5 National case study of BECCS: Sweden

This section provides a case study previously presented in a report in Swedish from Biorecro, depicting the case for BECCS in Sweden.53

5.1 Swedish conditions

Due to the large amount of biomass that is processed in the pulp and paper industry as well as the use of biomass for energy production, there are several large point sources of biogenic CO2 in Sweden. The combined emissions from the 61 largest Swedish biomass processing and combustion plants are over 31 million tonnes of biogenic CO2 per year. This could be compared to the total GHG emissions in Sweden in 2008, which were 64 million tonnes CO2 equivalents, of which fossil CO2 accounted for 50 million tonnes.54 Because of hydro and nuclear power, Sweden has less than one million tonnes of coal fired power emissions annually, with large parts of emissions coming from the industry and transportation sectors.

The geological formations underlaying Sweden is predominantly non-porous rock, and therefore the opportunity for CO2 storage in Sweden is not very favourable. Suitable conditions for CO2 storage are only present in the south western part of Skåne, and in sections of the Baltic Sea outside of the island of Gotland. However, there are very good opportunities for CO2 storage in the Norwegian part of the North Sea, as demonstrated at the Sleipner CCS demonstration. The storage potential in the Norwegian formations is estimated to at least 29 billion tonnes of CO2, and could possibly be even larger.55 This is equivalent to thousands of years of Swedish biogenic emissions.

Even though the Swedish capacity for storage is small by international standards, it is estimated to be as much as 1 600 million tonnes of CO2, in formations situated in the very south of the country. This capacity represents hundreds of years of local emissions from the industries in Skåne, the southernmost region. CO2 could also be stored in nearby Denmark, with an estimated capacity of 16 billion tonnes.56

5.2 Cost, capacity and potential

From an international perspective, the costs of climate mitigation in Sweden are relatively high. In order to put the costs and potentials into context, BECCS deployment was compared to results in earlier studies of costs for Swedish CO2 emission reductions. It was shown that BECCS would have a larger impact than all other Swedish measures combined, at a cost less than one thousand SEK per tonne (approx €110/tonne), which is the current level of the domestic Swedish carbon tax.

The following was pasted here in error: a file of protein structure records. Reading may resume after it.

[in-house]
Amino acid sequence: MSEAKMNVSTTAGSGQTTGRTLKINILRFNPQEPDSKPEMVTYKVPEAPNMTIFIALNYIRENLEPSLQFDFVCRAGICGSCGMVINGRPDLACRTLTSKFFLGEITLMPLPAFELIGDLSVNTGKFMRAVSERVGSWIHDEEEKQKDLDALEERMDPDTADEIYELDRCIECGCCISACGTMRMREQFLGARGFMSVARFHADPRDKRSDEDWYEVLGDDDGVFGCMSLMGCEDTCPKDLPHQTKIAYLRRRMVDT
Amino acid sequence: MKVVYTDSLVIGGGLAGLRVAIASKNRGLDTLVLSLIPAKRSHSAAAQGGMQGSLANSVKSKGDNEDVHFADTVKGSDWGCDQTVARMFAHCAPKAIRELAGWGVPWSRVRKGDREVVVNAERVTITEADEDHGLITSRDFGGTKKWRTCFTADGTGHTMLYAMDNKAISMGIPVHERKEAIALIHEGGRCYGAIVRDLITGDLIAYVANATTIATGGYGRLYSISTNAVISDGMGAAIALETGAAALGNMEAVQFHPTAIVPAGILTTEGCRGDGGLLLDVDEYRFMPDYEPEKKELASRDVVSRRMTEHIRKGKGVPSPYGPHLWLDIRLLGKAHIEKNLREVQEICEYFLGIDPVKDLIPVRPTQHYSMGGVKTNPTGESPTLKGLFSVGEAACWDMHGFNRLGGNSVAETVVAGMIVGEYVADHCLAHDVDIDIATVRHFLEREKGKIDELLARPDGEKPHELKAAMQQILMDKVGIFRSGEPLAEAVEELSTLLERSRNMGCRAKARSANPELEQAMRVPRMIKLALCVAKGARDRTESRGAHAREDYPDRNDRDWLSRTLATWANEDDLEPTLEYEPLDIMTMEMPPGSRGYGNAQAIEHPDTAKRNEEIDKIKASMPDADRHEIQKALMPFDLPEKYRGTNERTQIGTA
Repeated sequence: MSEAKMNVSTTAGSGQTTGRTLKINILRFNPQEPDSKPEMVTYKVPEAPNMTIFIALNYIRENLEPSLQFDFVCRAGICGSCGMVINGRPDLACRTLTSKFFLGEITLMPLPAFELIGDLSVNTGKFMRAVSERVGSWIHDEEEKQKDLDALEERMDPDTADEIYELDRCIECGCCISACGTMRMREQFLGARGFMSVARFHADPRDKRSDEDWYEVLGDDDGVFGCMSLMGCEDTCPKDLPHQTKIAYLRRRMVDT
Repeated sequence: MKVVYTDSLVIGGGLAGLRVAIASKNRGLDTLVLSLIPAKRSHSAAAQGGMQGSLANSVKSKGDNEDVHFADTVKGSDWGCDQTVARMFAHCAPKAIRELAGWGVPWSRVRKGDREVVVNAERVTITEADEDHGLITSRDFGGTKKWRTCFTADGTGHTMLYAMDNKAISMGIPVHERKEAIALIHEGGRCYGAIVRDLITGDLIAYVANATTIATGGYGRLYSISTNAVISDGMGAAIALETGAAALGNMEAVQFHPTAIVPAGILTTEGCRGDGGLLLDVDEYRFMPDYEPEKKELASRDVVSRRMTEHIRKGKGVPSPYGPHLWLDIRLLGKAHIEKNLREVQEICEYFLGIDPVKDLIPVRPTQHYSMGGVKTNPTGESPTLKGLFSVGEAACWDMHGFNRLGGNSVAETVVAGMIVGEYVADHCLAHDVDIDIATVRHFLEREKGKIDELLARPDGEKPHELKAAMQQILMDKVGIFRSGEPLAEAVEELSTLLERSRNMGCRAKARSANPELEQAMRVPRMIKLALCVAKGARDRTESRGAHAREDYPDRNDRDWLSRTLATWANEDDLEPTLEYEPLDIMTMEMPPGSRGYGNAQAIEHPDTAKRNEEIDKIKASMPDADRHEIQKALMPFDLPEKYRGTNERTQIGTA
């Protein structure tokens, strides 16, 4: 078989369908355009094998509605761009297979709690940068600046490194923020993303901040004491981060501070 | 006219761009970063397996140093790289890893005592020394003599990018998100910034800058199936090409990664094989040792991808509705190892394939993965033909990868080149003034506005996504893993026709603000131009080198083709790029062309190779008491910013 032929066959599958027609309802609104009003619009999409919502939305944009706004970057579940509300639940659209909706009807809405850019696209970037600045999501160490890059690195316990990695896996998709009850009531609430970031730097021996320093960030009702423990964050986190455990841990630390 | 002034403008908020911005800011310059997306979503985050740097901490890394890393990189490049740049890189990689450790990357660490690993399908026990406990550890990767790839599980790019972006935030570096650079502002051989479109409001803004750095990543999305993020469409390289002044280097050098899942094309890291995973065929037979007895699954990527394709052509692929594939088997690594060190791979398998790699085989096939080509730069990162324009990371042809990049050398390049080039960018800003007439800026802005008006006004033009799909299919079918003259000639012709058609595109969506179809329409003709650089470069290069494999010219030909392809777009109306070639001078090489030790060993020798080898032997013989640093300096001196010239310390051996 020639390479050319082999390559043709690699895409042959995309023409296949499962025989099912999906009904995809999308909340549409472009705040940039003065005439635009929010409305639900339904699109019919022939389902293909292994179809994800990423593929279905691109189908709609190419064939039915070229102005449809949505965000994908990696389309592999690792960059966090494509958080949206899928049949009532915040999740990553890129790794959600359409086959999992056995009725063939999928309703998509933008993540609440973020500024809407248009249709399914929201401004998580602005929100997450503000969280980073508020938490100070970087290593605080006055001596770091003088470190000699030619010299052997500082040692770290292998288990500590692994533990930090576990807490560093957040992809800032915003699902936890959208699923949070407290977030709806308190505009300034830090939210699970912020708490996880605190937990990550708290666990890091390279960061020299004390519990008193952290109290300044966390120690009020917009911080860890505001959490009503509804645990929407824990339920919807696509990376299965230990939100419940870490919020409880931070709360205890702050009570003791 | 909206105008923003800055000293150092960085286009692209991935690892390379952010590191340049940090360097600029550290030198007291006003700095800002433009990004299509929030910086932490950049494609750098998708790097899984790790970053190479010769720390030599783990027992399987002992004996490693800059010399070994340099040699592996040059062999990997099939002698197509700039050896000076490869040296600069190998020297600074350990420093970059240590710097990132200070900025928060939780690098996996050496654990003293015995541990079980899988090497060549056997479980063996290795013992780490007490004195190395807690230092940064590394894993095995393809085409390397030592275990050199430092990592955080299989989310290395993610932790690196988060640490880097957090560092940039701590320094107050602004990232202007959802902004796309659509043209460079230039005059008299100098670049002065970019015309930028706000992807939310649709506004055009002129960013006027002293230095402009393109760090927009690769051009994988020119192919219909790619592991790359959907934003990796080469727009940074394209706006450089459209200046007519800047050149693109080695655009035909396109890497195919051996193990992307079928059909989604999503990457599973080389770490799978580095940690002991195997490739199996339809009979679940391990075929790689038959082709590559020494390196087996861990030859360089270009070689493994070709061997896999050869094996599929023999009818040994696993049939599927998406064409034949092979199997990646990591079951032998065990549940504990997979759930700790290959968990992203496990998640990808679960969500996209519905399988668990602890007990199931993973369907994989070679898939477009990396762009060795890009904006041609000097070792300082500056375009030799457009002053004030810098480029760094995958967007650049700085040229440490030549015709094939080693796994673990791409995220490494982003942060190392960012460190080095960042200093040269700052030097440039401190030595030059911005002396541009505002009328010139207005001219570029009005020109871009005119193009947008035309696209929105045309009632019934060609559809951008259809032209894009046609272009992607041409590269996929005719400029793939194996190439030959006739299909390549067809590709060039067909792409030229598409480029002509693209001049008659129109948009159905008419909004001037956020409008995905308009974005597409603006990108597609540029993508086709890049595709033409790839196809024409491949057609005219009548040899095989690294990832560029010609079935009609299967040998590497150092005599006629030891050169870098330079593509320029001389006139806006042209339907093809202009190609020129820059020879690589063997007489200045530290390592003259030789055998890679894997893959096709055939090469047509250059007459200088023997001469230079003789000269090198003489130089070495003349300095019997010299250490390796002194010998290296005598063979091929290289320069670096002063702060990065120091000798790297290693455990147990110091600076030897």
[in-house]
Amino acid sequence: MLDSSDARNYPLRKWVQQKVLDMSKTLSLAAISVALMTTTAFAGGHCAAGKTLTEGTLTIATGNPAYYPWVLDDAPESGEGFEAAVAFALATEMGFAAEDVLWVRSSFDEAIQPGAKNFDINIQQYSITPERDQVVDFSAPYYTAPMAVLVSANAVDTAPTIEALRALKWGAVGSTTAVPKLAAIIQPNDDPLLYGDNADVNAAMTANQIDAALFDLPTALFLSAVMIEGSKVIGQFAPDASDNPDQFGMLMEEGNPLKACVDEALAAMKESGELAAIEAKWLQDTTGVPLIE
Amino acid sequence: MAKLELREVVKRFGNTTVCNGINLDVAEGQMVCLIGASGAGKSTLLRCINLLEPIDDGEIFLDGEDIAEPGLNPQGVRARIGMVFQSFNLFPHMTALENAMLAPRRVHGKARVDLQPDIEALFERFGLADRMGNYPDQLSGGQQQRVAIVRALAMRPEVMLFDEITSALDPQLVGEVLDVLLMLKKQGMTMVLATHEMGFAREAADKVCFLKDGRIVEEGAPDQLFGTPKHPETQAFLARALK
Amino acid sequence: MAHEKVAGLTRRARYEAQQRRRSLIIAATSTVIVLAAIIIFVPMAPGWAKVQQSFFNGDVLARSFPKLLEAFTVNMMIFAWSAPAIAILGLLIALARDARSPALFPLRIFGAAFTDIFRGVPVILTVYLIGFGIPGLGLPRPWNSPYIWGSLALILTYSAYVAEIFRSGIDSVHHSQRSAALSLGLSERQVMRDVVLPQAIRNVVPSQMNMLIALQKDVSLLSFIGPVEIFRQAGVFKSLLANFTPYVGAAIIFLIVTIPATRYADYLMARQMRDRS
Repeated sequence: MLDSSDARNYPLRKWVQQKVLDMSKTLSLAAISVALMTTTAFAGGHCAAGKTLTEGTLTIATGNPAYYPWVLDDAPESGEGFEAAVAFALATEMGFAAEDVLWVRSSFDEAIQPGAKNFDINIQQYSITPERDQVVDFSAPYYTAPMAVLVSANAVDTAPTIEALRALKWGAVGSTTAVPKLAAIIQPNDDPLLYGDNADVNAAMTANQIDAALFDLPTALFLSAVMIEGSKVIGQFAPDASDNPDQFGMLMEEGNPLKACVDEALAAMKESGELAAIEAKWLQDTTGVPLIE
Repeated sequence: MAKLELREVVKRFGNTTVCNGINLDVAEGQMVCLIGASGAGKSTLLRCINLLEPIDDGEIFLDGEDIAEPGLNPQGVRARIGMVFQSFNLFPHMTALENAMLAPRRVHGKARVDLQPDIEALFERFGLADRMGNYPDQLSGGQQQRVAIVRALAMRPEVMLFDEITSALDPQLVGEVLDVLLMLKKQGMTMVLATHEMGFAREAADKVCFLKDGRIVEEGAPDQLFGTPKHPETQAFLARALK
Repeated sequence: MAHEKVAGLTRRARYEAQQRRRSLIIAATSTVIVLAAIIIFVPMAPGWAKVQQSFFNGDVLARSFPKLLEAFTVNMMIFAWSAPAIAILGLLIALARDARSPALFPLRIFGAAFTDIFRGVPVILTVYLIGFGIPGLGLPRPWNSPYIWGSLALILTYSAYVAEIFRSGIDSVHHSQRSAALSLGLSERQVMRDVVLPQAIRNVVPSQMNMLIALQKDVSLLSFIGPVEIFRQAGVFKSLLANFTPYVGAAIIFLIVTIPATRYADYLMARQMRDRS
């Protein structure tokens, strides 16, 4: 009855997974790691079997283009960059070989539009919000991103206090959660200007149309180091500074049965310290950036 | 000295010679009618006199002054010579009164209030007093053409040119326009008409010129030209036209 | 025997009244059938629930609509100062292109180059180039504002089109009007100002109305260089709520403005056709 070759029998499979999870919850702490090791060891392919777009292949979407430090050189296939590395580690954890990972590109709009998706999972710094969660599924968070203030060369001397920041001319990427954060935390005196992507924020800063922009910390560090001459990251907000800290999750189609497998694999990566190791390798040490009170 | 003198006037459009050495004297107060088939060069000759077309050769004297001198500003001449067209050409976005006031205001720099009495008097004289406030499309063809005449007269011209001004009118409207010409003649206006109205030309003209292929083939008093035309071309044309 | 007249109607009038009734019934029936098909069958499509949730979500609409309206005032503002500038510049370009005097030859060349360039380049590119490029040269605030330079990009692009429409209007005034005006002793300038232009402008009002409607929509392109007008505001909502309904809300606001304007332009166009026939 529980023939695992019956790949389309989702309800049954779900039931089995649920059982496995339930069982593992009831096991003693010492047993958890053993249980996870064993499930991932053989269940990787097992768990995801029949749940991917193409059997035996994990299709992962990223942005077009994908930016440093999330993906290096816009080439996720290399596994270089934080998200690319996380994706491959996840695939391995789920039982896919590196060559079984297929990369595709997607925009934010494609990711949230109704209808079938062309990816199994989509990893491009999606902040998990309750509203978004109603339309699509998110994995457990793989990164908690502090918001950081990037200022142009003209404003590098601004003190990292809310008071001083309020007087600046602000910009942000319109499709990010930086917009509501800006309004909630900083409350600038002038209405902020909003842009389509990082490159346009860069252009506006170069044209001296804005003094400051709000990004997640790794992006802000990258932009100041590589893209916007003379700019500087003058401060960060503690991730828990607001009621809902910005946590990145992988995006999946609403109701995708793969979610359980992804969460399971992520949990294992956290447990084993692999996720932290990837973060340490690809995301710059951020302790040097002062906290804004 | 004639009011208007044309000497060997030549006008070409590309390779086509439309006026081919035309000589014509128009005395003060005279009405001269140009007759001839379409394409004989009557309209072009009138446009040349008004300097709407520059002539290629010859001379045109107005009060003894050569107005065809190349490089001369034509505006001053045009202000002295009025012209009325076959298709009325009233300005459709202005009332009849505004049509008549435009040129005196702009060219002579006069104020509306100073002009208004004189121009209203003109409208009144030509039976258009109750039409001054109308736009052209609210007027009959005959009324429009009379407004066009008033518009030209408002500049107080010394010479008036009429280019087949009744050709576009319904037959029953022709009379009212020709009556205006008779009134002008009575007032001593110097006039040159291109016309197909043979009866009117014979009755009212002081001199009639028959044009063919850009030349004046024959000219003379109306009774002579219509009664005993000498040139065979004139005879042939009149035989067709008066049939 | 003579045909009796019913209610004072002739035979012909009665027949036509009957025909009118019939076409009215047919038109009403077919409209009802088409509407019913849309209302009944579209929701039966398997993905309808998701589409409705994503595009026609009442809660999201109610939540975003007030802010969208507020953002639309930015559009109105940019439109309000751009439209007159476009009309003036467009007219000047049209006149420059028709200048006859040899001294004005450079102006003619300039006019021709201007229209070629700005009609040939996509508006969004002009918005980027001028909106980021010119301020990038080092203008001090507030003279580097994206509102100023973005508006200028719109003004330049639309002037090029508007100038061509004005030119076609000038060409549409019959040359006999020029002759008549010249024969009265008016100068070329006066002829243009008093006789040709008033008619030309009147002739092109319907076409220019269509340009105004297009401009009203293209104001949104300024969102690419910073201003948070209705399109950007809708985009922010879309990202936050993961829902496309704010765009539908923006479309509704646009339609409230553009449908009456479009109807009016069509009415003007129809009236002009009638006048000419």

Using existing technology, CO2 from Swedish biogenic sources could be separated and shipped by boat to Norwegian storage formations. Storage in the North Sea has been applied successfully for more than ten years and CO2 is shipped by boat across the Baltic Sea already today, see Figure 22.

Figure 22 Overview biogenic CO2 sources in Sweden (and Norway) and storage possibilities in Scandinavia, which predominantly are found in Norway.

At a cost of 700-900 Swedish crowns (approx. €75-95) per tonne, 27.5 million tonnes of CO2 from Swedish biogenic sources could be stored annually by 2020. The potential amount increases to 30.0 million tonnes per year by 2030, while the cost is estimated to decrease by several hundred crowns per tonne.57 For smaller plants, where CO2 is captured from ethanol production and black liquor gasification, and the emissions are in the range of 400 000 to 2 million tonnes of CO2 per year, it is expected that costs below 500 Swedish crowns (approx. €45) per tonne might be achieved by 2020.

According to several studies, BECCS is a promising technology for achieving domestic climate targets in Sweden. The cost of BECCS is estimated to be lower than the current domestic carbon tax (€110/tonne), and is expected to be far below the future cost of CO2 mitigation in the transportation sector. Compared with the costs of alternative measures to reduce emissions of CO2 in the transportation sector, BECCS could save 20-50 billion crowns per year.58

Figure 23 BECCS in combination with a low carbon pathway for Sweden (total GHG emissions in millions of tonnes CO2e)

When BECCS is implemented in combination with a low carbon pathway model, it was showed that Sweden could reach net zero emissions already by 2030. Thereafter, a number of measures, in combination with BECCS, can allow Sweden to achieve net negative emissions. In other words, Sweden can become a nation which removes CO2 from the atmosphere on a net basis, see Figure 23.

Finally, it should be noted that despite the great potential, there are currently no measures, initiatives or incentives to deploy the BECCS technology in Sweden. Even though there is a relatively high carbon tax, negative emissions with BECCS are not incentivised by a carbon tax (since there are no taxable fossil emissions in the first place), and there is presently no funding or plans to build pilots and demonstrations.

53 Karlsson et al., 2010

54 Naturvårdsverket, 2010

55 Elforsk 04:27, 2004

56 Tel-Tek, 2008

57 Karlsson et al, 2010

58 Karlsson et al, 2010